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Avatar for rei901
May 8, 2018 9:08 AM CST

Can you help with a question about our beloved ornamental Japanese maple?

We have a property in Memphis, TN (clay soil) with a mature Japanese maple that was well established when we bought in 2002. The tree used to have brilliant red leaves but its leaves now turn from red to green when the leaves unfold fully and when spring temperatures get above 80. The greening issue began perhaps seven years ago. We have other Japanese maples nearby (planted later in 2004, a different, more upright variety) that stay deep red all season.

The tree has grown at least 30% since 2002. The property was always shady but has become more so. There are large oaks to the northwest and northeast that have become more dense. One side of the Japanese maple gets direct sun between 8-noon, and the other side is in dense shade. The issue is the same on both the sun side and the shade side.

I don't believe the tree has returned to rootstock - the leaves are red when they first appear. I've gotten conflicting advice from tree services. Some say it's the natural result of aging. Some say it's getting too much sun; some say it's not getting enough sun. Some say fertilize it (which we have, with no result); some say it's getting too much food (so we skipped fertilizing, with no result). Some say it's a watering issue, others say its feeder roots are constrained by a nearby driveway (but this driveway is probably 10 feet from the trunk, and the dripline only overhangs the driveway by perhaps 18 inches).

The attached photos were taken this morning. The leaves are the same on both the sun side and the shade side. The leaves will be fully green within the month, I predict. Do you have any advice for me? Thank you!
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Avatar for RpR
May 9, 2018 12:29 PM CST
Name: Dr. Demento Jr.
Minnesota (Zone 3b)
Who ever told you it is result of age, is probably the correct one.
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May 9, 2018 5:57 PM CST
Name: Amanda
KC metro area, Missouri (Zone 6a)
Bookworm Cat Lover Dog Lover Region: Missouri Native Plants and Wildflowers Roses
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I agree. I've also heard that when they get older there is a higher chance of them turning green.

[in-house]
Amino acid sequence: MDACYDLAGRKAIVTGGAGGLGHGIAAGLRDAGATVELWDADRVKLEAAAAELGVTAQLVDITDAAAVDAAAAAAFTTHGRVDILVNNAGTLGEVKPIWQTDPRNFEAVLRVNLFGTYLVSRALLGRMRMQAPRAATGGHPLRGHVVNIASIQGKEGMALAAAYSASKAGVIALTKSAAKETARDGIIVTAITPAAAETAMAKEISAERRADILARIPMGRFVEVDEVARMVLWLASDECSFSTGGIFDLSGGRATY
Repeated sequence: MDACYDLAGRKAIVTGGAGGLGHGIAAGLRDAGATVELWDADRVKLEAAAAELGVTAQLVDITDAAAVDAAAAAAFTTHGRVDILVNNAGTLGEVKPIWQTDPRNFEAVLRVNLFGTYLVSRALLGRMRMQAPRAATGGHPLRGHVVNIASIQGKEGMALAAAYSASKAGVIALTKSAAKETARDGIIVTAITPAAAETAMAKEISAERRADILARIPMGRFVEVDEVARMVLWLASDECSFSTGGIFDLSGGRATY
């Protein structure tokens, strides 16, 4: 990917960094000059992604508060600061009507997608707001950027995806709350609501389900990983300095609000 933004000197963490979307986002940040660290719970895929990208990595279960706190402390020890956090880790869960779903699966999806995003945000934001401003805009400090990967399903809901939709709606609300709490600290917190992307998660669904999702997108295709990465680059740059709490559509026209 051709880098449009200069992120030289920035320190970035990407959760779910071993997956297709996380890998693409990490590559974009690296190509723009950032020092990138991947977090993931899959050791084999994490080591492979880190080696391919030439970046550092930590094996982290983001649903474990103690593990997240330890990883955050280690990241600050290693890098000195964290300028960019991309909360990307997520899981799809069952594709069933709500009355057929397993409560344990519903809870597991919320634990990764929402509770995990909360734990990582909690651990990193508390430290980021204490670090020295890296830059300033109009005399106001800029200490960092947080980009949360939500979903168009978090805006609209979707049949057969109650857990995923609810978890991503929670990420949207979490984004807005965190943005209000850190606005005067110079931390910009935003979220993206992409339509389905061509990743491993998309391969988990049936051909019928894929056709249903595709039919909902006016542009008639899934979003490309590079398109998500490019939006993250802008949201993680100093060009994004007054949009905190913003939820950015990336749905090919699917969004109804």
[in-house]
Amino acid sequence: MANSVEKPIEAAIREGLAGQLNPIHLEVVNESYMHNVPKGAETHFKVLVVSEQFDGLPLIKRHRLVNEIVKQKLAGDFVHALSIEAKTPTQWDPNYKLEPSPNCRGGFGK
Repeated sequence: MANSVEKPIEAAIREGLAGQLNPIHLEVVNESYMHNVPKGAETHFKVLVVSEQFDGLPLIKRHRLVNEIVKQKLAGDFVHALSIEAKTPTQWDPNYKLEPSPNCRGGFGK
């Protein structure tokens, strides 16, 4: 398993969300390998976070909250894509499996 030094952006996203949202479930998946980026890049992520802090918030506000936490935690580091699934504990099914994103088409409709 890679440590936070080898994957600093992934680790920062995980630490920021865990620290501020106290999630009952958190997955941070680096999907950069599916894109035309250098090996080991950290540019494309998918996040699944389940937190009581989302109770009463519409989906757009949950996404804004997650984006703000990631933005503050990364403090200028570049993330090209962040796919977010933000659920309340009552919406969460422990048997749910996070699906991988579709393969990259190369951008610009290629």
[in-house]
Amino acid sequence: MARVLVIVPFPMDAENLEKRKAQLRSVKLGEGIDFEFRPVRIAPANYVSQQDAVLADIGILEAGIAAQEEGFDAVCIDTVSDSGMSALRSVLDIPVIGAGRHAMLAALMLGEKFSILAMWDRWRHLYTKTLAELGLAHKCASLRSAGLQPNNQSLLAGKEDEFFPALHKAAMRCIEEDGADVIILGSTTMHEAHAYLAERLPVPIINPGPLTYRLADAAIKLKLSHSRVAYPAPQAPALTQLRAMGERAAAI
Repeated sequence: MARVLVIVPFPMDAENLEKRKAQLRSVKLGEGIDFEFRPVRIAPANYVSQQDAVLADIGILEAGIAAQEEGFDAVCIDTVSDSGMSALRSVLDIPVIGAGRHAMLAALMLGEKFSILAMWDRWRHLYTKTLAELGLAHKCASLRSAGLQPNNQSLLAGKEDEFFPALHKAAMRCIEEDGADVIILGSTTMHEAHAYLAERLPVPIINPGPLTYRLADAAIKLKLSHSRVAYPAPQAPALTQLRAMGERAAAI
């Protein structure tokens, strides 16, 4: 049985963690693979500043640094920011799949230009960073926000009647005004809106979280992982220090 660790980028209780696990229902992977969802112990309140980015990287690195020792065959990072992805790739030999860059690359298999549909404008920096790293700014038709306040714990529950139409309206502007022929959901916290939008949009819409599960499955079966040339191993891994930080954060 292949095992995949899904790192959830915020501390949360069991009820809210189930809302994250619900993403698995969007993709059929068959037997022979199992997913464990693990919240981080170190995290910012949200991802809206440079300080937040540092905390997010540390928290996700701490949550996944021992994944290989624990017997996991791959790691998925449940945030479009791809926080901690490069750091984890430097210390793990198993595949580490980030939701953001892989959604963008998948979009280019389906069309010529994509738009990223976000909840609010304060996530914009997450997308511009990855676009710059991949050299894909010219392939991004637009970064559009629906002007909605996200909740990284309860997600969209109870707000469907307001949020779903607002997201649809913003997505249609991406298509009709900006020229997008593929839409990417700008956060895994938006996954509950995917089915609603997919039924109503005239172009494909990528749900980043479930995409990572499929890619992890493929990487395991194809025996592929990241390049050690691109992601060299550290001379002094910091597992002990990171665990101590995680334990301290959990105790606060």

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Aug 28, 2018 11:06 AM CST
Name: Daniel Erdy
Catawba SC (Zone 7b)
Pollen collector Fruit Growers Permaculture Hybridizer Plant and/or Seed Trader Organic Gardener
Daylilies Region: South Carolina Garden Ideas: Level 2 Garden Photography Herbs Region: United States of America
How stable are the variegated varieties? will they also revert back to green over time?
🌿A weed is a plant whose virtues have not yet been discovered🌿
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Aug 29, 2018 12:24 AM CST
Name: Sherry Austin
Santa Cruz, CA (Zone 9a)
Birds Bulbs Region: California Dragonflies Foliage Fan Irises
Keeper of Poultry Roses Photo Contest Winner: 2015
I seem to remember that some of the older red varieties didn't hold their color through the summer and "greened out". When Acer p. 'Everred' was introduced, it was so named because it did a better job at retaining it's color than other reds.. I've seen this with a number of other trees and shrubs.

I only have a couple of variegated ones now. My experience with those, and the ones I had in the past, is that they have held their variegation.
The surest sign that intelligent life exists elsewhere in the universe is that it has never tried to contact us.
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Aug 29, 2018 12:32 AM CST
Name: Daniel Erdy
Catawba SC (Zone 7b)
Pollen collector Fruit Growers Permaculture Hybridizer Plant and/or Seed Trader Organic Gardener
Daylilies Region: South Carolina Garden Ideas: Level 2 Garden Photography Herbs Region: United States of America
Thanks Sherry Hurray! I'm glad to know the variegation is stable. Thumbs up
🌿A weed is a plant whose virtues have not yet been discovered🌿
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